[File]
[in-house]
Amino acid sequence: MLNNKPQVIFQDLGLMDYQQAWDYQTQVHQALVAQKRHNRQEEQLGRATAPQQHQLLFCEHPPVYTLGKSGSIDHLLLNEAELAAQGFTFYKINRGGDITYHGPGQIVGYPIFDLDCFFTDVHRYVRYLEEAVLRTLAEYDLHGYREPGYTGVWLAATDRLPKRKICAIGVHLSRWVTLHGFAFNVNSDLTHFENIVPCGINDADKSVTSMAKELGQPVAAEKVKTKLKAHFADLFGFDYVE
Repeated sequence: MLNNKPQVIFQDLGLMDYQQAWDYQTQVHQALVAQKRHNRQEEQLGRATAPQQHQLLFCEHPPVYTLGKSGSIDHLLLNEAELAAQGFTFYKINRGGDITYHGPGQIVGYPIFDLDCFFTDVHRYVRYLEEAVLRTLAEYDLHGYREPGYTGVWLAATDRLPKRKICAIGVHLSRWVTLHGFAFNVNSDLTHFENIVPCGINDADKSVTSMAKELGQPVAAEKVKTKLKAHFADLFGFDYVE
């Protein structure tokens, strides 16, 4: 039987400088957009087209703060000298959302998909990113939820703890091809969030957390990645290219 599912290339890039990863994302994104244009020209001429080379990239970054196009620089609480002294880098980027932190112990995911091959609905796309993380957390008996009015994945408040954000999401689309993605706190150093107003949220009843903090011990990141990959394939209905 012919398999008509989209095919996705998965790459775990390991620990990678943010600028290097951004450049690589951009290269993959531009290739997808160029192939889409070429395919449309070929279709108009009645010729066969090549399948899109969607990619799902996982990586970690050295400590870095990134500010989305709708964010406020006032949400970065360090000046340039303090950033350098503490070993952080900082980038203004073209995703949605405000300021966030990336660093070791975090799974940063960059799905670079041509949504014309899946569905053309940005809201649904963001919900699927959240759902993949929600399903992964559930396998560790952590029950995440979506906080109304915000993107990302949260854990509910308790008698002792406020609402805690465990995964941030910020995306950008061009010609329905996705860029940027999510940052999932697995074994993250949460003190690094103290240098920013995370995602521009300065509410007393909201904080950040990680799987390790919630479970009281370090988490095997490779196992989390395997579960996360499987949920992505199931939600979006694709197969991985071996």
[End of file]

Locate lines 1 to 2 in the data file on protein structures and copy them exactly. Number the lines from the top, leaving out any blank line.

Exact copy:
[in-house]
Amino acid sequence: MLNNKPQVIFQDLGLMDYQQAWDYQTQVHQALVAQKRHNRQEEQLGRATAPQQHQLLFCEHPPVYTLGKSGSIDHLLLNEAELAAQGFTFYKINRGGDITYHGPGQIVGYPIFDLDCFFTDVHRYVRYLEEAVLRTLAEYDLHGYREPGYTGVWLAATDRLPKRKICAIGVHLSRWVTLHGFAFNVNSDLTHFENIVPCGINDADKSVTSMAKELGQPVAAEKVKTKLKAHFADLFGFDYVE